My recommendations for film watching this week in L.A. 1/29-2/5/16


First, a word from our sponsors: I am now offering a new service: so much emphasis has been given lately to the importance of the opening of your screenplay, I now offer coverage for the first twenty pages at the cost of $20.00.  For those who don’t want to have full coverage on their screenplay at this time, but want to know how well their script is working with the opening pages, this is perfect for you.  I’ll help you not lose the reader on page one. 

 

Ever wonder what a reader for a contest or agency thinks when he reads your screenplay? Check out my e-book published on Amazon: Rantings and Ravings of a Screenplay Reader, including my series of essays, What I Learned Reading for Contests This Year. Only $2.99. http://ow.ly/xN31r,

 

And check out my script consultation services http://ow.ly/HPxKE

My recommendations for movie watching this week in L.A. 1/29-2/5/16

ff 2ON NETFLIX: Evgeny Afineevsky’s film Winter of Fire: the Ukraine’s Fight for Freedom is a breathtaking documentary about the growing unrest from 2013 to 2014 between those wanting the Ukraine to align with the EU, and the government, headed by President Yanukovich, that wanted to align with Russia. It’s a documentary that never stops and is heartbreaking and inspiring. Nominated for the 2016 Oscars.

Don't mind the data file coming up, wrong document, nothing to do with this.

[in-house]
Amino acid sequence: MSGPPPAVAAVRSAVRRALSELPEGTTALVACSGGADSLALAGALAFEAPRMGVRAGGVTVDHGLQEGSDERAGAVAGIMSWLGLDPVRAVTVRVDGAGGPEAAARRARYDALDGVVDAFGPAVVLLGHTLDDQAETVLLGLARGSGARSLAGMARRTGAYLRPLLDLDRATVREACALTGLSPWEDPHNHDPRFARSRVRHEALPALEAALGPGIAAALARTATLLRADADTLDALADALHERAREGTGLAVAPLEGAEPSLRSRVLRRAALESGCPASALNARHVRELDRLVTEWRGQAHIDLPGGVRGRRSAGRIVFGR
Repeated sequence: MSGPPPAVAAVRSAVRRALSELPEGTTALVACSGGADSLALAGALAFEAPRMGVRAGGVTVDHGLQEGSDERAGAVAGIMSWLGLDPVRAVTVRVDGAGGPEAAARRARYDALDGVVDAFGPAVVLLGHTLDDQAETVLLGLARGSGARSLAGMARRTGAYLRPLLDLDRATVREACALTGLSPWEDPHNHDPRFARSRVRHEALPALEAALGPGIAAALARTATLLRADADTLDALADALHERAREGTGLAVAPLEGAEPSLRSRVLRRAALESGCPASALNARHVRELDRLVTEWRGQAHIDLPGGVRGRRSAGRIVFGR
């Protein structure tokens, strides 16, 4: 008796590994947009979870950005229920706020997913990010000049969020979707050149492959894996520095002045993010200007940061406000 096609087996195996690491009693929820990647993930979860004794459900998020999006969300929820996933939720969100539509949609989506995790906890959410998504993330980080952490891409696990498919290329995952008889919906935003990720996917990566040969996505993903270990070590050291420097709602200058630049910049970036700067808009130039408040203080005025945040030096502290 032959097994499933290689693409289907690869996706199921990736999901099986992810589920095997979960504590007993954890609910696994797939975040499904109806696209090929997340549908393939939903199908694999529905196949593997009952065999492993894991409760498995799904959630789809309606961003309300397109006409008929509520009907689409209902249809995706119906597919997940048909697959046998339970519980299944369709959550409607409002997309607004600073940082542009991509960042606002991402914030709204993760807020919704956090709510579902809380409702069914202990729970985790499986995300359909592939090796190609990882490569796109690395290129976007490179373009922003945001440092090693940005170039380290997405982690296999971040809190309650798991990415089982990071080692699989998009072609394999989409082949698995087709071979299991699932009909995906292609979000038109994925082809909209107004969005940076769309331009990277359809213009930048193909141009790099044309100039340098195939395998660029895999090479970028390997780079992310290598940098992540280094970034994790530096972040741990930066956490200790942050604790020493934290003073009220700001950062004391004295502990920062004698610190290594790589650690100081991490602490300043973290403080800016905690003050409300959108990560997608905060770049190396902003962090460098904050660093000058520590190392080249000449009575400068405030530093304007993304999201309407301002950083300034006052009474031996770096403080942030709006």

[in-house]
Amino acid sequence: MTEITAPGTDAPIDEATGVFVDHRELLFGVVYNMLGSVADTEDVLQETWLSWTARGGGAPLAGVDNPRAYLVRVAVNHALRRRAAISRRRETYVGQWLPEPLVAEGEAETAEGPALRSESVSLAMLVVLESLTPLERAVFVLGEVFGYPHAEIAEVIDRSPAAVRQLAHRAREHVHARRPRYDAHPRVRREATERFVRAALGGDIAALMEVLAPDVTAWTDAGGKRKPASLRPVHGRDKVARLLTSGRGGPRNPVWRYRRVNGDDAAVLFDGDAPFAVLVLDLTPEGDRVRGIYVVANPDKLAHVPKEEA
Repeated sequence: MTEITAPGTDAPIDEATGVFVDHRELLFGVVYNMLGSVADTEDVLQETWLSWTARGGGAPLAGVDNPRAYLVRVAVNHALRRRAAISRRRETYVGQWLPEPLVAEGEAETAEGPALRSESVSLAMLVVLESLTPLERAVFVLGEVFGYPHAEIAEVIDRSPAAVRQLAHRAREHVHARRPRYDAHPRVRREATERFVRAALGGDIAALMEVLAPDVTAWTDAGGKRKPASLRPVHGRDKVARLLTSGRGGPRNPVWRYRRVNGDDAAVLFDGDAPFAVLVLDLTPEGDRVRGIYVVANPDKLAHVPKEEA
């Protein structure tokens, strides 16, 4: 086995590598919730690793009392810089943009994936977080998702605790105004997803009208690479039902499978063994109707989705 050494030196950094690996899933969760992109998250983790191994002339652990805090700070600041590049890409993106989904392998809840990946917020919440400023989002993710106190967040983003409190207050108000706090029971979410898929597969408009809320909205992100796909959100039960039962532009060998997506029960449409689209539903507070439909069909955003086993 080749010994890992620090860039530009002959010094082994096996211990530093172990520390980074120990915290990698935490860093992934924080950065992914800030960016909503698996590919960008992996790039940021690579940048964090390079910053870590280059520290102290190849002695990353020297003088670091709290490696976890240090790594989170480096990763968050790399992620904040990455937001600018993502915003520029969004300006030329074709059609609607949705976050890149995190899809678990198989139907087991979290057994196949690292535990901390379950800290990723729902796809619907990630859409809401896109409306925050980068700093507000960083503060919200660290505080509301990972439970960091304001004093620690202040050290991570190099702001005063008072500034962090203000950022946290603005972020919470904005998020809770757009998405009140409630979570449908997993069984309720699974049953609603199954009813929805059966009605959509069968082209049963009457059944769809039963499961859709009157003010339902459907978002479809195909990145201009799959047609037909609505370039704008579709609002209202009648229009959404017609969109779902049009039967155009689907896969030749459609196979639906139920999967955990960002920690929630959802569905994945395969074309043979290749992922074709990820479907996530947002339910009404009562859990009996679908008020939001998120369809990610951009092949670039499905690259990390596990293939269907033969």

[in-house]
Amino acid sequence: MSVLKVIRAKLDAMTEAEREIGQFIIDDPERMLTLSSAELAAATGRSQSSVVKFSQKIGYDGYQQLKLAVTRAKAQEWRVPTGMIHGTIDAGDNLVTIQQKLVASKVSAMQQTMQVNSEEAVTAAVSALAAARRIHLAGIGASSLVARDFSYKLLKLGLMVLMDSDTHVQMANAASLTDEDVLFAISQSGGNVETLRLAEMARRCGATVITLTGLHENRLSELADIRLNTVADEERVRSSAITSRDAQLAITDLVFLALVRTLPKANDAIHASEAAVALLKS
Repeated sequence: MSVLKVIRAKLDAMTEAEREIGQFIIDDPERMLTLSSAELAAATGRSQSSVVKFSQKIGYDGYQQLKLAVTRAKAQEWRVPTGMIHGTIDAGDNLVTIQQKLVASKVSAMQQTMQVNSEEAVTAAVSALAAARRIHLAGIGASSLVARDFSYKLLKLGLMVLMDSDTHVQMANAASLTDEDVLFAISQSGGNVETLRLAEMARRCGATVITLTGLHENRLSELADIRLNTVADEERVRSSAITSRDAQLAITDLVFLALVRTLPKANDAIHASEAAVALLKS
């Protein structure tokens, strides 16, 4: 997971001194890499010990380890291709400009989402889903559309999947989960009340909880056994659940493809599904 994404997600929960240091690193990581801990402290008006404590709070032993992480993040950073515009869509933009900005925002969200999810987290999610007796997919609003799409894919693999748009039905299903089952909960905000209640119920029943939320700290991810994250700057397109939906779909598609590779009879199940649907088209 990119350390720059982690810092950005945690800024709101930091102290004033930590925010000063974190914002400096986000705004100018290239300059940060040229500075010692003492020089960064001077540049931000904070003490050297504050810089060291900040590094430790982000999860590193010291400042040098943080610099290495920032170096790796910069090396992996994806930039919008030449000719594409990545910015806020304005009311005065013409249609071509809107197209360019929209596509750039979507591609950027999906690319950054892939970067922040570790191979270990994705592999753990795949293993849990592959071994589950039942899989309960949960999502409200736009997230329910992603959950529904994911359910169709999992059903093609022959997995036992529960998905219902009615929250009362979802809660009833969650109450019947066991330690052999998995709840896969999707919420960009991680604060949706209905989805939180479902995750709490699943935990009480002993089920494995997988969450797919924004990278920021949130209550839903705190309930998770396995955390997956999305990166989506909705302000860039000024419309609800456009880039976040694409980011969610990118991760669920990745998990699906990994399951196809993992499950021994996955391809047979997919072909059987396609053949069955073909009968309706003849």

ff 3ON HULU: The 1939 version of George Bernard Shaw’s play Pygmalion (the basis for the musical My Fair Lady) is perhaps the best adaption of a Shaw play and is just delightful on its own terms. A professor of dialects tries to help a lower class flower girl speak like a noblewoman. As acted by Leslie Howard and Wendy Hiller, as Henry Higgins and Eliza Doolittle; directed by Howard and Anthony Asquith; and written by Asquith and Shaw himself, this is a beautiful and very funny movie.